Braised Oxtail Stew
Adapted from A Jug of Wine by Morrison Wood, serves 4 
Printable Recipe

4 oxtails, about 3/4 of a pound each
All-purpose flour
Kosher salt
Freshly ground black pepper
4 tablespoons bacon fat (or olive oil if you prefer)
½ cup chopped carrots
½ cup chopped celery
½ cup chopped onions
1 clove garlic, chopped
2 tablespoons chopped parsley, plus more for garnish
1 large bay leaf
½ tablespoon chopped fresh thyme leaves
1 large can of whole tomatoes
¼ teaspoon ground cloves
2 small bone marrow bones (optional but quite delicious)
Beef bouillon
Dry red wine
12 small white pearl onions
8 ounces sliced mushrooms
1 to 2 tablespoons arrowroot if needed to thicken the stew
3 tablespoons brandy
Chopped fresh flat-leaf parsley for garnish

Heat the oven to 350 degrees F.

Wash oxtails thoroughly and dry them on a towel. Generously salt and pepper them, then dredge in flour. Add bacon fat to a heavy iron skillet and heat to medium high. Add oxtails and brown on one side for 5 minutes, then using tongs, turn over and brown the other side for 5 minutes. Remove to a plate and reserve. Turn the heat to medium low and add carrots, celery, onions and cook, stirring occasionally until they began to soften. Add garlic and saute about 2 minutes more, taking care not to let the garlic burn. Salt vegetables and transfer them from the iron skillet to a braiser or large Dutch oven.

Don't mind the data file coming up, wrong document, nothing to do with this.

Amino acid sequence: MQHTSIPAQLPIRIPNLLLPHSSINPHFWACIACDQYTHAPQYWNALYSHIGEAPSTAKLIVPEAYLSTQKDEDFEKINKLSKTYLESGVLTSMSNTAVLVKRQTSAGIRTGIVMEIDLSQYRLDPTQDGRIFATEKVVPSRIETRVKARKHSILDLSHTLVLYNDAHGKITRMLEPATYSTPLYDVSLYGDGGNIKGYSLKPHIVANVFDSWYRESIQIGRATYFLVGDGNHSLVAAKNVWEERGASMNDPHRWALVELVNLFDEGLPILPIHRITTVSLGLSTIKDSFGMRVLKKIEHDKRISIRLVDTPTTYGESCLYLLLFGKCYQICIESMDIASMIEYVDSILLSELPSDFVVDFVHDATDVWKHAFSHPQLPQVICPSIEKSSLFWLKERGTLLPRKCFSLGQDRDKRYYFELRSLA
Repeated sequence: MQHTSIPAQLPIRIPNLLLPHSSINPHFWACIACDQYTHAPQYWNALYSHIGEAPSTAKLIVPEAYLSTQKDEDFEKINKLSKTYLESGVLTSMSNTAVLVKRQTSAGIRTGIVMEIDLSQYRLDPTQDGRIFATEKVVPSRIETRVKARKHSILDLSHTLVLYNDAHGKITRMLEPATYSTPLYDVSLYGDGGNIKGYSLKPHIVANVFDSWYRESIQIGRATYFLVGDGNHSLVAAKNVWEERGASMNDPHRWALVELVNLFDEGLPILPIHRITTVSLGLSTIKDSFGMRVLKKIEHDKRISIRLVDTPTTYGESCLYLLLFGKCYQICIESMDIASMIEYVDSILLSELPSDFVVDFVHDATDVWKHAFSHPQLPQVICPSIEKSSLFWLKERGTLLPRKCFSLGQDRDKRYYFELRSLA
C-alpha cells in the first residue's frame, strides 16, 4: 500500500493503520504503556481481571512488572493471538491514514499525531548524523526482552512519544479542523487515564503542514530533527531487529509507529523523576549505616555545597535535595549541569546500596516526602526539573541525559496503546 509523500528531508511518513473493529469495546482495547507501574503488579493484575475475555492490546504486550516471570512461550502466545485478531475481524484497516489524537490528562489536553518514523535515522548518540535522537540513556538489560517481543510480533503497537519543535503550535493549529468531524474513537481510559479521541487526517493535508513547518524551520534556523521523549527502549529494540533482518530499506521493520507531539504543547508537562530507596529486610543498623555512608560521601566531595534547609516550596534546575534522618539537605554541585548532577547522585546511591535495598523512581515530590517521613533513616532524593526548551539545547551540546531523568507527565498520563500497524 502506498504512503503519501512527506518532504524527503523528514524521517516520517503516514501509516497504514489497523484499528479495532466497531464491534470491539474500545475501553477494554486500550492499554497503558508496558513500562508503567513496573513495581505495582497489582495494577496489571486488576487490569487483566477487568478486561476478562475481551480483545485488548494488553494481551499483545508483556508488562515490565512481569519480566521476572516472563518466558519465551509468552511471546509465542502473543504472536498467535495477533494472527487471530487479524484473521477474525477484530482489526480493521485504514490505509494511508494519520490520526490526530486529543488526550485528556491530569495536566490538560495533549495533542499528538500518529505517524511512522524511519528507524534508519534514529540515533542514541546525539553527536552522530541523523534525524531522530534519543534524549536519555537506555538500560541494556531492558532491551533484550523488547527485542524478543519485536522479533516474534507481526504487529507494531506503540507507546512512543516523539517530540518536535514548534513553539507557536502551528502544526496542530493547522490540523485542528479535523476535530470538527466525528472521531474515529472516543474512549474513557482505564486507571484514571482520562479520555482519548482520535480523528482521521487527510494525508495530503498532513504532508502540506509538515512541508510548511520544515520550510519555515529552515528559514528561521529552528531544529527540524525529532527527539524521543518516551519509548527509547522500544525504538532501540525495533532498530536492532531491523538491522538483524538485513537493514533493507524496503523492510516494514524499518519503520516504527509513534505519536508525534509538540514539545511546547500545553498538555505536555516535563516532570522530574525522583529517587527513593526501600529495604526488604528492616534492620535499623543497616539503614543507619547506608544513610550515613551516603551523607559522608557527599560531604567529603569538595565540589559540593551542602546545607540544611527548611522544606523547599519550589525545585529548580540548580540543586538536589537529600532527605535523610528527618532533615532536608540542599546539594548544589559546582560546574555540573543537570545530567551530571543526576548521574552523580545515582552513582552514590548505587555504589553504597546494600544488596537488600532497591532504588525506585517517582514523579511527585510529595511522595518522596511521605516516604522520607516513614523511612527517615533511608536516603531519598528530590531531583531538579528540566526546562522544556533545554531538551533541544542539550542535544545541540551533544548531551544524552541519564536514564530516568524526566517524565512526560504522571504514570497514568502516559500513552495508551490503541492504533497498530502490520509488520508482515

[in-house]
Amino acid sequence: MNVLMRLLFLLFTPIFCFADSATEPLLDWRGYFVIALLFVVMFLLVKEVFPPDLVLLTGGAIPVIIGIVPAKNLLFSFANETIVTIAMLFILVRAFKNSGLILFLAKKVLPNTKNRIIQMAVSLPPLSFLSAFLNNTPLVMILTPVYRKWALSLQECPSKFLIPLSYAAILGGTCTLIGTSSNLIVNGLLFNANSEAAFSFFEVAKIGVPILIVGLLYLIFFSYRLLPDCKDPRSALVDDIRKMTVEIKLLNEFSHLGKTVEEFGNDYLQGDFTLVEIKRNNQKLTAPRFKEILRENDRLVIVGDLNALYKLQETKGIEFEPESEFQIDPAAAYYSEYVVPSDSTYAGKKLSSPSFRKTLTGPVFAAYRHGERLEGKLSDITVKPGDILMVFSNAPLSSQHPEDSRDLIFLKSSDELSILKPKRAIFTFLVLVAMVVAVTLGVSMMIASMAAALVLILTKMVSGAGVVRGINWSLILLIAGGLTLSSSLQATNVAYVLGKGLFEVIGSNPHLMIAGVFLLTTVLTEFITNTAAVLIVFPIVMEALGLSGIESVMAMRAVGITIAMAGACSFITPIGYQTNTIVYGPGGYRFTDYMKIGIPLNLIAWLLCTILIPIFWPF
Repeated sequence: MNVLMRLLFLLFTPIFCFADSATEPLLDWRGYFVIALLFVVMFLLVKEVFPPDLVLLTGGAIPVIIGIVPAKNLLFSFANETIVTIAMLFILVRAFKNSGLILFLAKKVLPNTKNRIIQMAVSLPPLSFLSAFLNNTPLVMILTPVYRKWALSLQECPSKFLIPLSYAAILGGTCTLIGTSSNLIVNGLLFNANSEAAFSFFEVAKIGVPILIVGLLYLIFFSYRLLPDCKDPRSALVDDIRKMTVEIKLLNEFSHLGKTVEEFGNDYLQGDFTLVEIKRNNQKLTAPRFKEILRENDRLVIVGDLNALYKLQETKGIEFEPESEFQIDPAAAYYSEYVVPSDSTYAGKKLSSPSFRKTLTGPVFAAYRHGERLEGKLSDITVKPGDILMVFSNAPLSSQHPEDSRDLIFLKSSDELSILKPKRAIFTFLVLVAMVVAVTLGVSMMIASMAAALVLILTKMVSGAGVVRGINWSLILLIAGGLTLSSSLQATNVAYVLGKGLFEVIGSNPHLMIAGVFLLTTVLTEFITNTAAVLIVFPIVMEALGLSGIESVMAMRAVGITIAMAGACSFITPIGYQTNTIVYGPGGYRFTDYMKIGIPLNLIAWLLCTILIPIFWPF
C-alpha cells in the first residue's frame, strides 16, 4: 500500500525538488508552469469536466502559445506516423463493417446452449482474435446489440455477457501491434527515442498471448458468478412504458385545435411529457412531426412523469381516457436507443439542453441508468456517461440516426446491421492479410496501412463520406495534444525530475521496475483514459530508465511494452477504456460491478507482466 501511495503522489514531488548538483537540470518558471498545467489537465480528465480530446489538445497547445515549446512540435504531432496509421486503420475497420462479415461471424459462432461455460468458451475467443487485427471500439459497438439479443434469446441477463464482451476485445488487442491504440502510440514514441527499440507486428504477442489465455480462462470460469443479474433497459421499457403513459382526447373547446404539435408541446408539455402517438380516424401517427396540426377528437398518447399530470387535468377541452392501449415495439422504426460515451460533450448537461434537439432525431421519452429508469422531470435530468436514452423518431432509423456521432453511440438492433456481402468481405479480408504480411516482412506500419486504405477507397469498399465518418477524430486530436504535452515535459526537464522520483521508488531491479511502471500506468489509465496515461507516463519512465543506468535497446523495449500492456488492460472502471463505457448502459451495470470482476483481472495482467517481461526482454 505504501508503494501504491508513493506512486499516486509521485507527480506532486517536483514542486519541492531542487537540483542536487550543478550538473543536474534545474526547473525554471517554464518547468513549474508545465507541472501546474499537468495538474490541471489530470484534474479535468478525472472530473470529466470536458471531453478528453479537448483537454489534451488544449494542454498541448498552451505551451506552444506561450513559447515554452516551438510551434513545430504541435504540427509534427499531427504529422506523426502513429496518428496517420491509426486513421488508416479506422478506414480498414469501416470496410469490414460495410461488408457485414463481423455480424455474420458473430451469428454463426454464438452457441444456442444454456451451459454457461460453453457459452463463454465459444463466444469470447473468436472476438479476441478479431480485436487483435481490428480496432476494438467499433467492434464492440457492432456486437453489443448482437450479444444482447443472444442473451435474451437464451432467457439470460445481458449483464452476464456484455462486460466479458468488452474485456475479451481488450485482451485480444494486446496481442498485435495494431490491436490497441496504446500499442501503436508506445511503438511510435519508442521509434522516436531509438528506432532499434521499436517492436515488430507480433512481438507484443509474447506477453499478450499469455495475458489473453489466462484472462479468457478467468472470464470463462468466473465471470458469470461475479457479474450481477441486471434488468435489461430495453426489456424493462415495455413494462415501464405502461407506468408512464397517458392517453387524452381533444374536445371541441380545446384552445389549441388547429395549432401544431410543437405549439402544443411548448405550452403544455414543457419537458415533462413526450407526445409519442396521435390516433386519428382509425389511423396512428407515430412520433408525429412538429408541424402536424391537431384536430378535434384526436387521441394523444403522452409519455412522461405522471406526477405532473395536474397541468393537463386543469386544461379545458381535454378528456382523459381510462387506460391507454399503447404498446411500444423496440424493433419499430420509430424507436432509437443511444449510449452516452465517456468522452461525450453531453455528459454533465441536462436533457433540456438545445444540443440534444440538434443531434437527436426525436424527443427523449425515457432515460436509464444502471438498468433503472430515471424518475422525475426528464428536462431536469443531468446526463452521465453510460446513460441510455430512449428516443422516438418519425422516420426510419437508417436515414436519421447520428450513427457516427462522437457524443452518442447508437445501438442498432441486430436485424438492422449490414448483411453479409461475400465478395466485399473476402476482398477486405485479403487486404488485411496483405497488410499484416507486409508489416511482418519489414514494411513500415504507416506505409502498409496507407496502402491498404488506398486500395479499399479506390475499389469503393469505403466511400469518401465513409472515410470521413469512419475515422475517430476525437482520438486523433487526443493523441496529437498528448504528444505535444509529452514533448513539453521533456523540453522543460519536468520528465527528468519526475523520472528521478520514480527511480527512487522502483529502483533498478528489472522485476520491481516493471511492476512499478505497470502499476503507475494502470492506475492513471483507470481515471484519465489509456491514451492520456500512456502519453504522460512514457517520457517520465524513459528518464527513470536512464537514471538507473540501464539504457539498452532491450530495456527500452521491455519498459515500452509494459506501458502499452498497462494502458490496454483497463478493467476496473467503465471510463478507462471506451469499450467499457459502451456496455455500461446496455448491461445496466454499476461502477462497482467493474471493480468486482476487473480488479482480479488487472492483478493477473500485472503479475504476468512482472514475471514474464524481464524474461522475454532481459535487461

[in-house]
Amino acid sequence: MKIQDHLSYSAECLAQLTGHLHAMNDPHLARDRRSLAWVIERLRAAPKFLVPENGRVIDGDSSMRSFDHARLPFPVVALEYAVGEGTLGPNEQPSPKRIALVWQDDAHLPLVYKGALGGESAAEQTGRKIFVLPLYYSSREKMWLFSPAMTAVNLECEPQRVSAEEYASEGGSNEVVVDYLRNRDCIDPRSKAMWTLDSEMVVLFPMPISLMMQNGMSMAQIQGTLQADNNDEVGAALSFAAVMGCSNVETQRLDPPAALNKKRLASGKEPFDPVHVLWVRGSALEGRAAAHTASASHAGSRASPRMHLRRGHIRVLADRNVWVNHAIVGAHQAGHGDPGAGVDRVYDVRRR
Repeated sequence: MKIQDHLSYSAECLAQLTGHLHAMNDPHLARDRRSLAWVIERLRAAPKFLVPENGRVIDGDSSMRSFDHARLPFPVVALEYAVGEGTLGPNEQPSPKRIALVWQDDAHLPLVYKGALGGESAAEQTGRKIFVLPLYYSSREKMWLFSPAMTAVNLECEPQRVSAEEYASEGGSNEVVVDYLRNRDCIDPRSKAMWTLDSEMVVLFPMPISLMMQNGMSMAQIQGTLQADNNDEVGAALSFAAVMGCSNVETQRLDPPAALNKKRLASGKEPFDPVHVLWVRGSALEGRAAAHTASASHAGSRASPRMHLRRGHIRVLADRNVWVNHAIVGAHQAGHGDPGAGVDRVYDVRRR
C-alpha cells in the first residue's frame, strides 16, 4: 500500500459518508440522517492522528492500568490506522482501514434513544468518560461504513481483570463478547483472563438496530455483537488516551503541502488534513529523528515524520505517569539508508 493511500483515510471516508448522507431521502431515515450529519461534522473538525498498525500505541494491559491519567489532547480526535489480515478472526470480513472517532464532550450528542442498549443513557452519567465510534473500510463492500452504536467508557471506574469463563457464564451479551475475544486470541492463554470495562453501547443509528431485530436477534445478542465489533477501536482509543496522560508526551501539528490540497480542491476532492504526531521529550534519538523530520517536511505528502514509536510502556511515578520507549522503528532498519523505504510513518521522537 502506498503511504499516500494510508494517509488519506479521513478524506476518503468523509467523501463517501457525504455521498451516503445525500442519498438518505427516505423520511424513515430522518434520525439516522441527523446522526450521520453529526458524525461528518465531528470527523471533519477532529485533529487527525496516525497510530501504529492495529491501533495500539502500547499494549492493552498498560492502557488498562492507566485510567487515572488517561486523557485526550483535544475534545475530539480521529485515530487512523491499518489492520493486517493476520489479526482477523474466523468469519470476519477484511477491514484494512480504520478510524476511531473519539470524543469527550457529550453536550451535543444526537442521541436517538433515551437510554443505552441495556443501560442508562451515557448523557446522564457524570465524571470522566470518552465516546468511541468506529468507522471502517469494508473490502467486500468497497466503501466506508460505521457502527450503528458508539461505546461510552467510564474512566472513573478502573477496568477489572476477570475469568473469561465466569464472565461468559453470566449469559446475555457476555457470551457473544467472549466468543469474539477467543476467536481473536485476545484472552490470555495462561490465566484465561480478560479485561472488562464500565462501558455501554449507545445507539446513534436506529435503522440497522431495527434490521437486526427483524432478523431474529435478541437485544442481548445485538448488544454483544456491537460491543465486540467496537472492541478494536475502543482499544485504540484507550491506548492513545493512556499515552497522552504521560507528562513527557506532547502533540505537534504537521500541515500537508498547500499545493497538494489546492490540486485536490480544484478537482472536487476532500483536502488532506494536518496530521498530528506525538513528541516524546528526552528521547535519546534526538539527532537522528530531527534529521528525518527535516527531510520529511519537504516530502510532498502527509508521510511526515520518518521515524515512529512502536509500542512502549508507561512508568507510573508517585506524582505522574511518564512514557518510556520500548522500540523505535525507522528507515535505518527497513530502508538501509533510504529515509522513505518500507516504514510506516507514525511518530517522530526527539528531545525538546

With your hands or a small knife, break apart the tomatoes and add them along with their juices, the bay leaf, thyme, and 2 tablespoons chopped parsley, ground cloves, and the bone marrow bones to the vegetables.  Sprinkle with a little salt and pepper then add the previously browned oxtails and enough beef bouillon and dry red wine in equal parts to cover the mixture. Slowly bring the whole mixture to a boil, then cover and transfer to a lower shelf in a preheated oven and let it cook for 2 hours.

While the oxtails are cooking in the oven, heat about 2 cups of lightly salted water in a sauce pan and when boiling, add the pearl onions and parboil for 30 seconds, then drain in a strainer and slip off the skins. Brown the onions in a little butter & olive oil until they take on a bit of color, sprinkle with a little salt and pepper and set aside.